Against Monopoly

defending the right to innovate

The Music Police

Monopoly corrupts. Absolute monopoly corrupts absolutely.

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I never claimed to be a lawyer

I recently posted material suggesting a way to avoid the music police. Well here is material testing that I was wrong.


Opening Up WiFi Networks To Deny Responsibility from the good-luck-with-that... dept

A short article in Salon comes across a bit too innocently, about someone who has decided to open up their WiFi access to anyone close enough to use it in order to deny any responsibility for any illegal traffic that goes over his network. This isn't a new argument. It's been used before. The problem is that it's unlikely to work. We've pointed out in the past that all of the RIAA's lawsuits against individuals contain no proof that that particular individual was sharing files, but that hasn't stopped the courts from deeming them valid (though, no one has really tested it yet). In this particular article, the guy uses Comcast, and even taunts them that he'll deny any responsibility if he gets accused of sharing music or movie files. Of course, Comcast will immediately cut him off for violating his terms of service that say he can't share his account via WiFi. In theory, he could even be charged with a felony for helping to share an internet connection. Meanwhile, the article attempts to raise deeper issues that we've touched on before about whose responsibility is it if you get hacked. Is it your own responsibility for having weak security? The writer of this article seems to think that's a perfectly valid excuse - even though he's purposely setting the system up with weak security. Considering the recent fines by the government against companies that set up weak security that allowed them to get hacked, he might not have much of an argument. All of that being said, I do think sharing WiFi is a good idea - if your ISP allows you to do it. I think more ISPs should allow (or even encourage) users to share their connection via WiFi, because it makes the connection that much more useful. That doesn't mean there aren't security concerns, but those can be dealt with if the person setting up the system, and those connecting to it are smart about how they do so.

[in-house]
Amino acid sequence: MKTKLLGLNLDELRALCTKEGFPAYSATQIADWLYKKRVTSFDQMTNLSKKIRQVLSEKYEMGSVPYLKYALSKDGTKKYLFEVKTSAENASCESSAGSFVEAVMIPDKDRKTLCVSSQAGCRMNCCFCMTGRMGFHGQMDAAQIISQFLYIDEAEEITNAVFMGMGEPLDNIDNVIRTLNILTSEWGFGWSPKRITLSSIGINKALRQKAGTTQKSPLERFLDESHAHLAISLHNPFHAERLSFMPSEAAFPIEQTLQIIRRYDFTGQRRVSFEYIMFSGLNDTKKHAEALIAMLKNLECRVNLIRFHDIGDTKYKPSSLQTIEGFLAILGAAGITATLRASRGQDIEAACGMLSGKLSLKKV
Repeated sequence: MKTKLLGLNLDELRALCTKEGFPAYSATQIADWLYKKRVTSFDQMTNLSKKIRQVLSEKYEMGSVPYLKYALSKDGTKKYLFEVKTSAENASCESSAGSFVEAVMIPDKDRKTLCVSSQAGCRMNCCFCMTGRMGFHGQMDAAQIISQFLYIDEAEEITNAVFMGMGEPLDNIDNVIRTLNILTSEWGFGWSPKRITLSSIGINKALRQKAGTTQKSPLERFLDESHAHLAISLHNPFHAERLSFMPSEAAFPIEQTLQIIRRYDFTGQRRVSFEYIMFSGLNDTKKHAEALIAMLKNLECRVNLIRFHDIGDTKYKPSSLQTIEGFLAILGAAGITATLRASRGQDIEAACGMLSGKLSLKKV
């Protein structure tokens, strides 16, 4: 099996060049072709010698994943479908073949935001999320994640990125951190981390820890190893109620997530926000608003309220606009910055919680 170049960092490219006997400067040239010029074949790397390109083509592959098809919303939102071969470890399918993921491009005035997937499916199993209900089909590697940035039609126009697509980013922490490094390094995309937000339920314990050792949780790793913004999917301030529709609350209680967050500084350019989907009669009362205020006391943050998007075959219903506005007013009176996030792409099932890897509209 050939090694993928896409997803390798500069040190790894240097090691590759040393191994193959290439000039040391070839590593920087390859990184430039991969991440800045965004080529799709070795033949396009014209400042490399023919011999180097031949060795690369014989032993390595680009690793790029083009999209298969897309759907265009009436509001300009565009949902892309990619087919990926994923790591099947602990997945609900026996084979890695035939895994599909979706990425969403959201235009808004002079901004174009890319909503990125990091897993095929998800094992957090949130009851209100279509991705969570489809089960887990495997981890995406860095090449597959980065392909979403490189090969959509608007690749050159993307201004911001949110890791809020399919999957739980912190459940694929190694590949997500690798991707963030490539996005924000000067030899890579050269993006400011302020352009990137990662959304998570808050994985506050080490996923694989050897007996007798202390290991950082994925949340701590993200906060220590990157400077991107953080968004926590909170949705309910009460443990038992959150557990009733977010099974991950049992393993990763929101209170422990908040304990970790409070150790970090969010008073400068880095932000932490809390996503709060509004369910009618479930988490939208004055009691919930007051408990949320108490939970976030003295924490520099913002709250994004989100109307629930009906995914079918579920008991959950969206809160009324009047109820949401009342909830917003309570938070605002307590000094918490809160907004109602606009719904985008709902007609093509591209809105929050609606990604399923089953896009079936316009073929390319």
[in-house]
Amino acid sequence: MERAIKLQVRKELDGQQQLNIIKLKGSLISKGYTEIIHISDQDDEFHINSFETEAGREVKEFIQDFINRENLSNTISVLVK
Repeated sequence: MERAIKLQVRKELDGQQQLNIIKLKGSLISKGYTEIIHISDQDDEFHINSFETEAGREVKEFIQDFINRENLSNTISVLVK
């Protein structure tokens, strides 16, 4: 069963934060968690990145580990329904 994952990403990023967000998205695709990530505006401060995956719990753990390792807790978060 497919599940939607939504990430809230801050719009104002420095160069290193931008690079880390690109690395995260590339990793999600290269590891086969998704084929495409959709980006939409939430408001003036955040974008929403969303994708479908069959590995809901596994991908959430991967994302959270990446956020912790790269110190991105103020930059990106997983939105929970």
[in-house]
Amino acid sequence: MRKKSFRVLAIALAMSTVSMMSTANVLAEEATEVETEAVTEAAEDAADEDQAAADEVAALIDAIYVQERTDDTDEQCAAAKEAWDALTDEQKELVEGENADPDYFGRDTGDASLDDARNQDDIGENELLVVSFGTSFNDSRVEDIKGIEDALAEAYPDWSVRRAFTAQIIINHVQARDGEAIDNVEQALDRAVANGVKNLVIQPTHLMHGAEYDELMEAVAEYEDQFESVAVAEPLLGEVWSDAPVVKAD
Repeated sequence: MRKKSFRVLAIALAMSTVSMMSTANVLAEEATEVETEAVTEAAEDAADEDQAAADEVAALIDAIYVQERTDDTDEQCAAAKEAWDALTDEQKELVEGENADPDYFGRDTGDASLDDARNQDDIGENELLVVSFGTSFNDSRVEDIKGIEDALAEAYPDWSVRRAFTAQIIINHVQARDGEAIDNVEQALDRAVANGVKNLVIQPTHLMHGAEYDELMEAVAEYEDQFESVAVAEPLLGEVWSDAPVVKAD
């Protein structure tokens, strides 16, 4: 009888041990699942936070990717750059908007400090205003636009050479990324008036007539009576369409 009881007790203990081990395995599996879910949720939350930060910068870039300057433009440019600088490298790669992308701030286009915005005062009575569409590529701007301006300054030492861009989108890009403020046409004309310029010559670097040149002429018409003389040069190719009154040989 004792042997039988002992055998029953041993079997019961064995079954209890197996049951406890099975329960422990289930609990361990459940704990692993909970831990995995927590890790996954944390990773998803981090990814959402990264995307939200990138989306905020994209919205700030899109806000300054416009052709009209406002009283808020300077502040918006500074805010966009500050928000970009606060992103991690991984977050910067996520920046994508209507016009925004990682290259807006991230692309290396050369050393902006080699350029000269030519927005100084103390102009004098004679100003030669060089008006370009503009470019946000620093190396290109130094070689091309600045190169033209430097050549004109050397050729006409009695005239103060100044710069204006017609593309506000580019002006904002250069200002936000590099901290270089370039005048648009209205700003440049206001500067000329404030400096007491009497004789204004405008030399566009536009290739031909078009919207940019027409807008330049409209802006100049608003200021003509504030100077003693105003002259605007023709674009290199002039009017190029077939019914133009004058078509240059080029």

The Music Police


For years, the RIAA has claimed that having the IP address of a computer that has shared unauthorized files is the equivalent of having the evidence of who was actually sharing files. That, of course, is false. The IP address simply can help you know who paid for the internet access, but not who was using what computer on a network. In fact, this even had some people suggesting that, if you want to win a lawsuit from the RIAA, you're best off opening up your WiFi network to neighbors. It seems like this strategy might actually be working. Earlier this month the inability to prove who actually did the file sharing caused the RIAA to drop a case in Oklahoma and now it looks like the same defense has worked in a California case as well. In both cases, though, as soon as the RIAA realized the person was using this defense, they dropped the case, rather than lose it and set a precedent showing they really don't have the unequivocal evidence they claim they do.

I found this on Sam Smith's www.prorev.org

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